Nobuyoshi Araki: The Hidden Aesthete
Fear not the name Nobuyoshi Araki, dear reader, for the exhibition coming to Shane Campbell Gallery will not feature his provocative nudes, for a change. Instead, the Chicago space will host an exhibition of Polaroids, putting on display the other creative side of the celebrated Japanese photographer – the one of him being “the photographer of life”, the capturer of everyday moments and a sensitive artist with more than a few decades long, rich career.
The Controversial Nobuyoshi Araki
At the age of 75, Nobuyoshi Araki is certainly one of the most important living Japanese artists, whose particular body of work stands as a testament of longevity and an inexhaustible inspiration. Like many artists of the Orient, he picked his country’s traditional artistries as the base of his art, setting a fine example to his younger compatriots and colleagues. Araki is mostly known for his, to say the least, daring photographs of naked female bodies, which have always strived to achieve the aesthetic value of Shunga, Japanese woodblock prints that were widely popular between the 17th and the 20th century. Both aggressively pornographic and artistically sophisticated, this art form showed models wearing kimonos and engaging in sexual acts, yet keeping a mysterious element by never revealing their entire bodies. Shunga was banned from distribution a few times for its raw representation, and sharing these attributes is the work of Araki, often also called sexist, fetishistic, degrading and insulting.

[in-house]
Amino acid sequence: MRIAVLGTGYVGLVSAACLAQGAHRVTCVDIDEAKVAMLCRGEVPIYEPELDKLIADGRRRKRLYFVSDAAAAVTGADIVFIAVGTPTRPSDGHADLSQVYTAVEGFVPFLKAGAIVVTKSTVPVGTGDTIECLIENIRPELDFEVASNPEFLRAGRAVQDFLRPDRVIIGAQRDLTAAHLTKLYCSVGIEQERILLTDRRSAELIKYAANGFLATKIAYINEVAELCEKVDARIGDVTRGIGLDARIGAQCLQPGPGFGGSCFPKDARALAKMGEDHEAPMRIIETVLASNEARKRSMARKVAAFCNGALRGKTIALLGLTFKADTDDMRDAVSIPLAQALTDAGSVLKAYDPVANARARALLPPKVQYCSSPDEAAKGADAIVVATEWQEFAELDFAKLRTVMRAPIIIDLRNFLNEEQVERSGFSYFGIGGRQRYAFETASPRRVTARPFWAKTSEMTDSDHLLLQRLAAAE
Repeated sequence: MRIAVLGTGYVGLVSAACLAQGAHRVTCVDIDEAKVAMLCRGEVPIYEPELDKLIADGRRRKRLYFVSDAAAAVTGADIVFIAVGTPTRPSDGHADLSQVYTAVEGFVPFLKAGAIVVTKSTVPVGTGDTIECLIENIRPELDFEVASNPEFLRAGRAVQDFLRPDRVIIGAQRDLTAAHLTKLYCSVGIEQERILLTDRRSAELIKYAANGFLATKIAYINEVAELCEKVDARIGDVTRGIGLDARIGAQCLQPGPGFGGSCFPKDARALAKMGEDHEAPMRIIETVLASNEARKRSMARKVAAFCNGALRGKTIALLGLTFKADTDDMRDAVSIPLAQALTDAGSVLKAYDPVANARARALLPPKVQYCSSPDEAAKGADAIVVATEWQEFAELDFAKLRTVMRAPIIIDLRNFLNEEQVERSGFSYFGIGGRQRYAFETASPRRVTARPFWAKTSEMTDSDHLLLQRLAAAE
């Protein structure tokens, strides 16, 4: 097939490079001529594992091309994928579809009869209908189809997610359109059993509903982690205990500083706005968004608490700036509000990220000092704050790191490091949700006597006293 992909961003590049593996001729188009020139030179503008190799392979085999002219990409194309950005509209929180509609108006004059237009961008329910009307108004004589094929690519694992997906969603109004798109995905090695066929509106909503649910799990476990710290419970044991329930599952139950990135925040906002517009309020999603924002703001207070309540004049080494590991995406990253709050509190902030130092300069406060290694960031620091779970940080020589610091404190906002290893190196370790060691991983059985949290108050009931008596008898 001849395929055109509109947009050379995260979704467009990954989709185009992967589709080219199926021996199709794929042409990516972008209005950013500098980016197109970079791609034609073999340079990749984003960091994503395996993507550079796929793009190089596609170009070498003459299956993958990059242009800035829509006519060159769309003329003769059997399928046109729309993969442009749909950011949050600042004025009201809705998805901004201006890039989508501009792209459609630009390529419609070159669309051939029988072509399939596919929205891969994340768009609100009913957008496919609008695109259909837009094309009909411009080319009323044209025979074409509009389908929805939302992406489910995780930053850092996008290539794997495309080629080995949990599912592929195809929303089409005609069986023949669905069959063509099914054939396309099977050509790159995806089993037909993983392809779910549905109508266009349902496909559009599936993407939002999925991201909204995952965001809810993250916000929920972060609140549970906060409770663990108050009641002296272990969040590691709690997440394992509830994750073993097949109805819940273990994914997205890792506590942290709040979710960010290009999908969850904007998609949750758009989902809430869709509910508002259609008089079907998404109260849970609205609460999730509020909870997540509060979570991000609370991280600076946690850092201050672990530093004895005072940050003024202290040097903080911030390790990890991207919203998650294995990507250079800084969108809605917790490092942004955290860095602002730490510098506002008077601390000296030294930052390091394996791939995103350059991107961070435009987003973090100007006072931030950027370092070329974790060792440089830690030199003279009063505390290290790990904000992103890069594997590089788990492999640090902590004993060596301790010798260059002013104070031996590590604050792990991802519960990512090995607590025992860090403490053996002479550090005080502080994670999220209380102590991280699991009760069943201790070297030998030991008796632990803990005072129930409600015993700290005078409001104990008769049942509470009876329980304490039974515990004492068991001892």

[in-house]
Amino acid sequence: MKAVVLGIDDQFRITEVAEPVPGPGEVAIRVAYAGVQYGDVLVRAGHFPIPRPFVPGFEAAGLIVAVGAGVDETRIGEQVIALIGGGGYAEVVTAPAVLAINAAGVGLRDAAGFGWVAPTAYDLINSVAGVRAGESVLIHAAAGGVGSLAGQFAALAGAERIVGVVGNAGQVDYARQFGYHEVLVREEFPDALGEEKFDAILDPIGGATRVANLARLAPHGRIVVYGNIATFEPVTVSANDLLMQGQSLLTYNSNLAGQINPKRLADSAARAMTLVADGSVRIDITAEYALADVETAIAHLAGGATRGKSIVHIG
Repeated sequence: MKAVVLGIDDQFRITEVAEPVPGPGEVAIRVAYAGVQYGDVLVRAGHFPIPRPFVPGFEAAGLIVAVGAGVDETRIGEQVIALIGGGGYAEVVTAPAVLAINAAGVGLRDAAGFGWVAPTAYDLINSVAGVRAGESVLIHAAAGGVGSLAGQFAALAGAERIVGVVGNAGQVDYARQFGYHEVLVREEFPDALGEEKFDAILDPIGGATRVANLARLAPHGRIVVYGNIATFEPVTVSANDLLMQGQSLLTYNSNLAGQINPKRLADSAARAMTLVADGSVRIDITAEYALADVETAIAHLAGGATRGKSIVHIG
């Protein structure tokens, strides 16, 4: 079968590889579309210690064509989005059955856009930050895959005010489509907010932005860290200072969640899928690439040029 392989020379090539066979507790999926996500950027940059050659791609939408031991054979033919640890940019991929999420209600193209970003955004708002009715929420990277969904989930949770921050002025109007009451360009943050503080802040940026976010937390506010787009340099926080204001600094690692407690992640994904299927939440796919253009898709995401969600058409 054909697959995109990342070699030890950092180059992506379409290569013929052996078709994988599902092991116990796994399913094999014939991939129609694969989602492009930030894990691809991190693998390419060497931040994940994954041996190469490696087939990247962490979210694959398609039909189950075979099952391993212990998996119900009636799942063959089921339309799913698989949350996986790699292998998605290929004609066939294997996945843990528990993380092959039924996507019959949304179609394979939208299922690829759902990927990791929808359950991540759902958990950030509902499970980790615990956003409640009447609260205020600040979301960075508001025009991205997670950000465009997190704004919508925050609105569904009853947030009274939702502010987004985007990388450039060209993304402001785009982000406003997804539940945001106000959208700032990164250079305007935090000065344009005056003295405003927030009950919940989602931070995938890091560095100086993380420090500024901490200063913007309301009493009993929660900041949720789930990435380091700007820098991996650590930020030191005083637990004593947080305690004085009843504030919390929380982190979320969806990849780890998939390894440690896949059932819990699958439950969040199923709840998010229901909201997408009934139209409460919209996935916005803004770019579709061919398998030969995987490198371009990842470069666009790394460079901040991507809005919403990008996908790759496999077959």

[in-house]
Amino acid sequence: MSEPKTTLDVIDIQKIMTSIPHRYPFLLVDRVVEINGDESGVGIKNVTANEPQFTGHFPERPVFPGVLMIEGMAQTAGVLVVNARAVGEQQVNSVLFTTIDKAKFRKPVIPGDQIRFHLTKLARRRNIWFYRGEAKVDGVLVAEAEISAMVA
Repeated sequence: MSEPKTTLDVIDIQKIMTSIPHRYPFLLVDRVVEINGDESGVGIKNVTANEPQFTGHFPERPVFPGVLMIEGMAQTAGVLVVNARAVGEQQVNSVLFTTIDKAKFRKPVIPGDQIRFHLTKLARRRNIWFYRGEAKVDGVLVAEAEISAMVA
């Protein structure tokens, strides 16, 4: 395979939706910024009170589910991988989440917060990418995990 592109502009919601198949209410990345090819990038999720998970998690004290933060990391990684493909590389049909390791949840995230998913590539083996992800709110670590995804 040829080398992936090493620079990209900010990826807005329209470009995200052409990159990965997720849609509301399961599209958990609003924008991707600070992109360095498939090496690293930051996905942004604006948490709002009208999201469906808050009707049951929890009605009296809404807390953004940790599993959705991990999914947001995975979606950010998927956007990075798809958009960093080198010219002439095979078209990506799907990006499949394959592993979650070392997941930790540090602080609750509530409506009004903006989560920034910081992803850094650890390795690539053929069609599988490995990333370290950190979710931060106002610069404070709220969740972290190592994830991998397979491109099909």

The Other Side of Life
Araki’s photographs continue to pose questions and to contribute to the ever-lasting debate on blurred lines between erotica and pornography. Whether you agree with the condemning observations or you belong to the appreciating side of these works, it should be said that his models were always consenting, and his intentions, by his own admittance, were always playful. While we pick sides, Shane Campbell Gallery is offering a different look at Araki’s timeless talent. With pure wish to immortalize the ordinary things and to outline the simplicity of their beauty, there are Araki’s Polaroids of colorful skies, tasty foods, wonderful flowers, wild animals and, once again, beautiful Japanese women. This exhibition will give the skeptical a chance to understand his art by shedding a different light on his incredible artistic oeuvre.
Polaroids at Shane Campbell Gallery
Nobuyoshi Araki was born in 1940 in Tokyo, Japan. His works can be found in more than 350 books published by 2005 only. Although he lost the vision in his right eye due to a retinal artery obstruction, Araki has not given up on his art, having exhibited his works in 2014 in the Love on the Left Eye show at Taka Ishii Gallery in Tokyo. In 2015, he worked for the Italian label Bottega Veneta, photographing models Saskia de Brauw and Sung Jin Park for their spring/summer campaign.
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All images courtesy of Shane Campbell Gallery.